How delightful if that were true. What do you get when you combine a roast pig dinner, an unavoidable lie and the most unappetizing pie? Born from the quick thinking of a woman caught out after curfew and continued initially to thwart suspicion from the German occupation, The Guernsey Literary and Potato Peel Pie Society took on a life of its own, becoming a salvation to the people of the small channel island during WWII.
Providing hope, friendship and for some, a new-found love for books. An epistolary novel one told entirely through letters and telegrams , The Guernsey Literary and Potato Peel Pie Society picks up post-war, in , relaying bits and pieces from the lives of what can only be described as a witty cast. The bulk of the story is carried by Juliet, sharing her humor and reverie with childhood friends and the people she comes to care for in Guernsey.
In a twist of fate, that very book found its way from London to Guernsey, becoming a treasured tome to the new owner. With their words and stories of survival, the people of Guernsey lure Juliet to their picturesque island. This is not what I would consider a literary tour-de-force by any means; especially where WWII fiction is concerned. Like Juliet, I found myself smitten with the people of Guernsey—one of my favorite letters penned by a reluctant society attendee, turned full-fledged poetry reader, all to impress the woman who eventually becomes his wife.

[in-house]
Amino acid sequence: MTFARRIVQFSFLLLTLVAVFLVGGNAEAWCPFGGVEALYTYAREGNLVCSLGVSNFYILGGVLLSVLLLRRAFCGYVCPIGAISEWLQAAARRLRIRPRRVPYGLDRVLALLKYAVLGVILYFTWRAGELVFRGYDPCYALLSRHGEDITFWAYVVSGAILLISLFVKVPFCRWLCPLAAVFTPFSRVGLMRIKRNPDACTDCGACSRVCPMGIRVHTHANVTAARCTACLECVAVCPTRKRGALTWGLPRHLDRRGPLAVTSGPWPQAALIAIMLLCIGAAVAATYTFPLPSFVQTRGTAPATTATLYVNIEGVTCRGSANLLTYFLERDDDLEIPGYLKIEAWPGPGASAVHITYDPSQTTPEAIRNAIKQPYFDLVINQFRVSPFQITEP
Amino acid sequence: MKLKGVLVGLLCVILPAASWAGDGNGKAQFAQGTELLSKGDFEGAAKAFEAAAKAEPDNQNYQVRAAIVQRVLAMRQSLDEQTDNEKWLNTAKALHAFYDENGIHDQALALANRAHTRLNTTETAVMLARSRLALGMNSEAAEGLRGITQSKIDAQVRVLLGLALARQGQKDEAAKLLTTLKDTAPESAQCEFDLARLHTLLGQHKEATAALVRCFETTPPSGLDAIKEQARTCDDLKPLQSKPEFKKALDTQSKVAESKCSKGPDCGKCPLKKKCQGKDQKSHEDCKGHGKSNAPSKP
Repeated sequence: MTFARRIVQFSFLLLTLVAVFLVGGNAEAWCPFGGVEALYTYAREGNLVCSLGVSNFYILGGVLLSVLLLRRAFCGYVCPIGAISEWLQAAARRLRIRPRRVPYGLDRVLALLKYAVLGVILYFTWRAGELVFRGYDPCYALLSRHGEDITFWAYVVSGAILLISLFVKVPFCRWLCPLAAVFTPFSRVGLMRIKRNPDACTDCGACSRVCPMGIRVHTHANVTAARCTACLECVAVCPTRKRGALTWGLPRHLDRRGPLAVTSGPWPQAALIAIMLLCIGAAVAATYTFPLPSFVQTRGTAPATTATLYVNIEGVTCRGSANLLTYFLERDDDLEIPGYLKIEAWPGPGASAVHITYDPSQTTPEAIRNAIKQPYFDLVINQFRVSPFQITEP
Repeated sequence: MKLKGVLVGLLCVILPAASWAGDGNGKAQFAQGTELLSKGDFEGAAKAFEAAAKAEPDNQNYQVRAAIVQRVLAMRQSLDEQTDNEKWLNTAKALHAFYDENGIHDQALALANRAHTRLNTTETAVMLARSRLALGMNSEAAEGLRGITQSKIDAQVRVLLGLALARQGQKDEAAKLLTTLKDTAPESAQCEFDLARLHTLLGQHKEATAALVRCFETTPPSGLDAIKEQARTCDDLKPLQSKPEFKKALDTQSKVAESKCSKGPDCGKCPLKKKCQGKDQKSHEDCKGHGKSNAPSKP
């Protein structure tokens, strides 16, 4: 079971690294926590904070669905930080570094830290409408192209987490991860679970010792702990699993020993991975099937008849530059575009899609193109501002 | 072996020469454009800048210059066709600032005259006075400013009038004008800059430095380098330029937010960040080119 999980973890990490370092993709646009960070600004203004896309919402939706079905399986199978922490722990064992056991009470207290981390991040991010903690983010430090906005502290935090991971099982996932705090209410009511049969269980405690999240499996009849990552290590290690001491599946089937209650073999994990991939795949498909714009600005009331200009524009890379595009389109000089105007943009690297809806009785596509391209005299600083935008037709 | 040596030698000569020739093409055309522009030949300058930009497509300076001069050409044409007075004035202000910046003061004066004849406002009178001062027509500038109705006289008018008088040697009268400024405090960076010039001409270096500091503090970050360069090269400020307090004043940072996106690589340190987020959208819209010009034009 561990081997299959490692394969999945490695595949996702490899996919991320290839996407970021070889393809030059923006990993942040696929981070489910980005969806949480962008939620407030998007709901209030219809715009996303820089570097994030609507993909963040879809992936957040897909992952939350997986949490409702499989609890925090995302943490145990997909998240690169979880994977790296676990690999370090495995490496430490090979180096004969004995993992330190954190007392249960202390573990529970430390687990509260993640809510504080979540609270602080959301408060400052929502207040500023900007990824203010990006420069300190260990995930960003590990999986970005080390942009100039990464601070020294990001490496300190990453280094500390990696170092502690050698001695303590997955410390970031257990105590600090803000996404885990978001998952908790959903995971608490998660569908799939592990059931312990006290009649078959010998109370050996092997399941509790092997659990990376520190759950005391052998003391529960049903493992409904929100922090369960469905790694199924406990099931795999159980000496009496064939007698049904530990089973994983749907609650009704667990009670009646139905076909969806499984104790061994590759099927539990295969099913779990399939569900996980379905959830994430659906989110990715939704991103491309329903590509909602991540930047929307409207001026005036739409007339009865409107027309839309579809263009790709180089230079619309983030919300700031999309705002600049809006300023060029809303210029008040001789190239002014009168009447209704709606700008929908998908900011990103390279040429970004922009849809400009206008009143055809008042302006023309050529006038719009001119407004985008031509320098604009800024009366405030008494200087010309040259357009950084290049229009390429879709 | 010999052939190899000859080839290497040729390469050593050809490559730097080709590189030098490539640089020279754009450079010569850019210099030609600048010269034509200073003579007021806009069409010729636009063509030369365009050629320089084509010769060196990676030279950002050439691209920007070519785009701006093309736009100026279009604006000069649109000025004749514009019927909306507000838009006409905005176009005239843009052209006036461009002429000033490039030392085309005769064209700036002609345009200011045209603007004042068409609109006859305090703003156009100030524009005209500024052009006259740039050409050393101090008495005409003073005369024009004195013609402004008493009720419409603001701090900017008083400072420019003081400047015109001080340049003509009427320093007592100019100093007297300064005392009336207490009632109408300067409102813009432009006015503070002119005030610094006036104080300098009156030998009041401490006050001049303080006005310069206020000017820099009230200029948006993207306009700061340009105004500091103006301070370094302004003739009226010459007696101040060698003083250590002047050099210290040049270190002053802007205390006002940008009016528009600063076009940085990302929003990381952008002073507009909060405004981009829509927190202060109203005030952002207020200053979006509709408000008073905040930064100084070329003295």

The back half of the story is much less compelling than the first. With Juliet on the island, the variety of voices from Guernsey are lost, and for some reason, so is her enchanting nature. For me, the story went from colorful to drab, finishing with an untimely and honestly, unfounded question. To be fair, this is one of my biggest pet peeves when it comes to loves stories, so take my thoughts for what they are—the ramblings of a self-proclaimed picky reader. With that said, there is something all too charming about a book that pays homage to the written word—highlighting the fact that even in some of the bleakest moments, books wield the power to bring people together.